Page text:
Hovering into Summer time! | Central Texas Gardener

flame orange red small tubular flowers on long spike

Hovering into Summer time!

Flamboyant datura beckons us out into summer season evenings as soon as the solar goes down, giving us a slight break from cruel warmth. Hawk moths dip into deep white trumpets by night time and bees sip by day. Within the beds past, hummingbirds dive into native turk’s cap flowers.

There are a number of species of datura. Mine is native D. wrightii that sprung up in Bastrop after the 2011 fires. Final 12 months, a buddy handed alongside seeds that I planted in a big terra cotta urn on my patio. Virtually every day I depend on the Wildflower Center’s extensive Native Plants of North America database for identifications and data.
light green bristly seed pod
All components of this intriguing plant are poisonous to individuals and pets, so please maintain that in thoughts. New seed pods appear like little dish scrubbers, tender and bouncy as toothbrush bristles. And probably irresistible for a curious toddler!
light brown oblong seeds encased in thorny seed pod
In maturity, the pods’ mighty thorns and exhausting coat defy fondling. Finally, they crack open to disclose their future. Good packing job, don’t you assume? It’s simple to see why they unfold so prolifically when situations swimsuit them.

As temperatures spike into record-breaking highs akin to 2011’s brutal climate, hummingbirds head to standing cypress’s flaming sizzling flowers.
flame orange red small tubular flowers on long spike
Standing cypress is a local biennial that flowers, units seeds, and dies in its second 12 months. The buddy who dug this one up for me final 12 months tells me that I’ll get one other stalk of flowers if I minimize it again when it finishes. Sow seeds instantly in fall or begin as transplants to set out in fall or spring. In the proper situations, it would maintain seeding itself after that.

Though it looks like summer season’s been right here since December, native shrub flame acanthus heralded Tuesday’s summer season solstice to make it official.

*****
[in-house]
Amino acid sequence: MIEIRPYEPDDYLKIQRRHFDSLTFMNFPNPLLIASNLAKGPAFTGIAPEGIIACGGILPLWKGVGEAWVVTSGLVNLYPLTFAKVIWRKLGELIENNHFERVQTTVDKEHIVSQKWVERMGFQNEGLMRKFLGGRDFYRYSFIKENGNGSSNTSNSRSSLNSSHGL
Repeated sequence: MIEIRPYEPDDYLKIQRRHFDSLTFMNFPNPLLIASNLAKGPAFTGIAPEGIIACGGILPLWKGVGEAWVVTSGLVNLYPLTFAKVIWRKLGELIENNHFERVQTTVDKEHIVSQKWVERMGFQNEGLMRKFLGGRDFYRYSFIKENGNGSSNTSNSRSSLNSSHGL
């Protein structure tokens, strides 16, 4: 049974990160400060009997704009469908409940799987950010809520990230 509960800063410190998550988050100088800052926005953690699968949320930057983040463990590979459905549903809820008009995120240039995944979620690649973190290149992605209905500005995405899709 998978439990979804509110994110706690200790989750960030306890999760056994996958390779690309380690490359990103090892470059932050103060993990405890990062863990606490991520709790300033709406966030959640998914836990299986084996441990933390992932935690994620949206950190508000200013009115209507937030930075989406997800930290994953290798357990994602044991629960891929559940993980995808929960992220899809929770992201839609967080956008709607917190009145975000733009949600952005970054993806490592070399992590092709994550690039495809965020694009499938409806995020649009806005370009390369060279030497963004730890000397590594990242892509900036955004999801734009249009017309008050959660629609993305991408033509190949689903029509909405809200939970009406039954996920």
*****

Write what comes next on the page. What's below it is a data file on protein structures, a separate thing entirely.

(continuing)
flame orange red tubular flower
Within the night, I watch hummingbirds dart forwards and backwards between it, the standing cypress, and turk’s caps. All these crops actually deal with scalding warmth and drought fairly effectively so long as they get slightly water. Presumably even more durable is tender groundcover snake herb (Dyschoriste linearis).
slender leaves small lavender flowers
It’s formidable, however if you happen to’re in search of tremendous simple upkeep, evergreen low progress and talent to take some foot visitors, I extremely advocate this native for solar or half shade. Tiny flowers entice tiny pollinators late spring to early summer season.
deep golden orange and red flowers legume type leaves
Lately of hotter climate throughout, Pleasure of Barbados is a standard sight, even after harsh winters. There are such a lot of now even on my road that bees of all types don’t need to journey far.
deep red flowers on long spikes
A succulent beloved by bees and hummingbirds is native purple yucca (Hesperaloe parviflora), now nearly spent. There are a few completely different cultivars, together with ‘Brakelights’, which are extraordinarily drought powerful. Not too long ago, Texas A&M AgriLife named it a Texas Superstar for its sturdiness throughout the state.

Though a few of our crops are mighty thirsty, the wildlife actually wants our assist.
Mangave 'Bloodspot' bulbil on flower stalk next to patio fountain
In my yard, I’ve offered a number of choices for various-sized birds in addition to for squirrels and the raccoons and possums by night time. I’ve acquired shallow dishes, together with rock perches or basins with rims for bees, wasps, lizards, and toads.
Turk's cap perennial and birdbath
Not too long ago CTG visited Ana and Julio Lopez of their wildlife-friendly Leander yard. Even with us there, so many birds fortunately splashed round of their fountain, completely oblivious to us strangers.
blue disappearing fountain on bed of rocks
Ana tells me that they’re actually going for it now! Their story’s coming your manner on July 7.

Here’s some great information from Travis Audubon about how to hydrate thirsty birds.

Thanks for stopping by! Linda

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